with the additional phosphorous needed for healthy, regular
fruit production. Phosphorous also helps with early root
formation and growth, essential in establishing the plant
rapidly after transplanting. The granules we sell
are a natural colloidal soft phosphate that contains 20%P2O2 and 20% calcium (as well as
some other minor trace minerals). Phosphorous is needed by
all plants for healthy cell growth and division, photosynthesis,
and respiration, and can be applied at the rate of 1-2# per 100
square feet. We usually add a half cup of granules to each
planting hole for new berry plantings. Natural colloidal phosphate also helps to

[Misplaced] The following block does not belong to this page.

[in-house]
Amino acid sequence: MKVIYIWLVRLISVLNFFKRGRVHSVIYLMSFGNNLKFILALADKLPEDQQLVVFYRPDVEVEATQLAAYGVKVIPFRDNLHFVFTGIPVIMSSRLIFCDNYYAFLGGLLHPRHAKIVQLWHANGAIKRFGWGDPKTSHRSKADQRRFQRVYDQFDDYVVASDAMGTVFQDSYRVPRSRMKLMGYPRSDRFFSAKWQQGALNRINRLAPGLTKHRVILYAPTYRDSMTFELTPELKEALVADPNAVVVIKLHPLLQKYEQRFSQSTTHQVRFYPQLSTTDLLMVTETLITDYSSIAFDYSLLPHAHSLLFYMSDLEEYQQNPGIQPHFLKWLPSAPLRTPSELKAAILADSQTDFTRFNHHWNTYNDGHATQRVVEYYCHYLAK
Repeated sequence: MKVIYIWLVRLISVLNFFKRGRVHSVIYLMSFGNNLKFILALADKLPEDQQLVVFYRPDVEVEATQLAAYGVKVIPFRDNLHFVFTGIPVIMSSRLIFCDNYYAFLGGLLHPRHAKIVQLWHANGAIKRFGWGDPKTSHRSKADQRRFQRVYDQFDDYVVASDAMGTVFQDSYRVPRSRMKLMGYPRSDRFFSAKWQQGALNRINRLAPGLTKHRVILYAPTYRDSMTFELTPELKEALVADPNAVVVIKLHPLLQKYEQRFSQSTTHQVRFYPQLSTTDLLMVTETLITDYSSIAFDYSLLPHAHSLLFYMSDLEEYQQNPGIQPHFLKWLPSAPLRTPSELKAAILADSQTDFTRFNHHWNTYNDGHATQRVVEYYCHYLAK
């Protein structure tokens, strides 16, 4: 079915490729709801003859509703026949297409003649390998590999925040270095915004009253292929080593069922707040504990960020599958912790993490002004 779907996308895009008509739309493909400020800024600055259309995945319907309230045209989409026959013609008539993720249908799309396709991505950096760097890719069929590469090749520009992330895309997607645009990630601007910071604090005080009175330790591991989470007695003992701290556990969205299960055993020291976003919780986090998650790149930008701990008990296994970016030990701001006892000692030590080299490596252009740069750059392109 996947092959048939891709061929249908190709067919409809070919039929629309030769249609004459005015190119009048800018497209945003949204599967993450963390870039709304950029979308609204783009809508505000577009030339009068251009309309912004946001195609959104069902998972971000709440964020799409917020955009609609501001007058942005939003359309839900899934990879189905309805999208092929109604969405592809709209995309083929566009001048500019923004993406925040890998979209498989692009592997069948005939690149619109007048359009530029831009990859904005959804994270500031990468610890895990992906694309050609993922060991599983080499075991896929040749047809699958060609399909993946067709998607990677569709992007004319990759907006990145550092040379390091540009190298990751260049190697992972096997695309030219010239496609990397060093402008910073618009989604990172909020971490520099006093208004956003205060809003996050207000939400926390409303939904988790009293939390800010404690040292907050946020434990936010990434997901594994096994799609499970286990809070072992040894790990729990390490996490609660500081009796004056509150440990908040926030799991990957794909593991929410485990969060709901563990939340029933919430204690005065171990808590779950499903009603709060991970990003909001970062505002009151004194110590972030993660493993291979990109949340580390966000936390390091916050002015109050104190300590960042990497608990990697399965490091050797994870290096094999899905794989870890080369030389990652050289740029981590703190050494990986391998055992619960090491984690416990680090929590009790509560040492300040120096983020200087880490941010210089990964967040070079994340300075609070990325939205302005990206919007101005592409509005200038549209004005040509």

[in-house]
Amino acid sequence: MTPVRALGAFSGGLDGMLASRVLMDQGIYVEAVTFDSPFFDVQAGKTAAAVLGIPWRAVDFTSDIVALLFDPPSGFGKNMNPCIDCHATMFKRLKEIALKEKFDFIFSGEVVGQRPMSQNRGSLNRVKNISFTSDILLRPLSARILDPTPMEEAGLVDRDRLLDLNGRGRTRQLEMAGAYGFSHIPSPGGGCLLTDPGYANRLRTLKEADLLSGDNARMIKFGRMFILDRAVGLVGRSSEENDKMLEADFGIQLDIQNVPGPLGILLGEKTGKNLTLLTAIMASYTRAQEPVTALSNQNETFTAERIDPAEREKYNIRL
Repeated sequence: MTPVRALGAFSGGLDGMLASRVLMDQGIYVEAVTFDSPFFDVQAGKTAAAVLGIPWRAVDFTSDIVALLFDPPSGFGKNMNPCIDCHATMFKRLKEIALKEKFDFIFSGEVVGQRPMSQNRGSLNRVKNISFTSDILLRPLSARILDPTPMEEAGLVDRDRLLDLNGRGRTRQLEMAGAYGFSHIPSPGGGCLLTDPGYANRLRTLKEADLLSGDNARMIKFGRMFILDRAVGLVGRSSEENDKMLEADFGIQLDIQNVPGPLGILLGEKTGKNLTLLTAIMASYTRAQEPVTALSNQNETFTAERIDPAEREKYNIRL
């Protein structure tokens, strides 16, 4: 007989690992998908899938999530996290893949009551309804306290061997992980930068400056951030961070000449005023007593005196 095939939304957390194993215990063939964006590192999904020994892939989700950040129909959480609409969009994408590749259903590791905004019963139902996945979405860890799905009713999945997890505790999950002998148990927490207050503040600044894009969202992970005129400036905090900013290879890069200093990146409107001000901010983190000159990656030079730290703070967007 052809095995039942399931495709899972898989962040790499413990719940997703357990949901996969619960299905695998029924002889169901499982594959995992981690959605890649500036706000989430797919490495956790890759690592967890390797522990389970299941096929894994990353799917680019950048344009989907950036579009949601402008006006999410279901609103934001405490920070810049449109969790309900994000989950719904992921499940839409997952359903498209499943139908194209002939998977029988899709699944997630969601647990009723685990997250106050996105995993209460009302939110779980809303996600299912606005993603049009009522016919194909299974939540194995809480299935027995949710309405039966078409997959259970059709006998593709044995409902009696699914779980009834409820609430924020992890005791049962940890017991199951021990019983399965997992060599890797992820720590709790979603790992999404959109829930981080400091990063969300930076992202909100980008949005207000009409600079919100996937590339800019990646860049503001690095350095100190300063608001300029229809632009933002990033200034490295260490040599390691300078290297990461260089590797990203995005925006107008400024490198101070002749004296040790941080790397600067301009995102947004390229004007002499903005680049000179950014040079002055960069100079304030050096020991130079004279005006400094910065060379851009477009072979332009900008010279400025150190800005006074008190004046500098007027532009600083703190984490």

promote the growth of earthworms and soil bacteria that aerate
and enrich the soil, unlike chemically treated phosphorous.
Naturally slow release, it has a 2% solubility (what is rapidly
Price: $38.00 for 10#, $22.00 for 5# (price includes shipping).
This is available for local purchase only at this time.
For detailed information on this product, you can go to the Neptune's Harvest website. I find it to be simply the best fertilizer (when coupled with liquid kelp and molasses) to use on plants. See our Plant Care page for more on Neptune's Harvest and how we use it.
Local Price for 1 gallon: $18.00
Price including shipping and handling:
1/2 gallon $27.00
1 gallon $41.00
This is a dehydrated kelp product that has all the benefits of
kelp, at an affordable price. 10.7 ounces (dry weight) of the
powder mixes with 1 gallon of water to make a gallon of liquid
concentrate. From this liquid concentrate, you use 1 Tbsp. per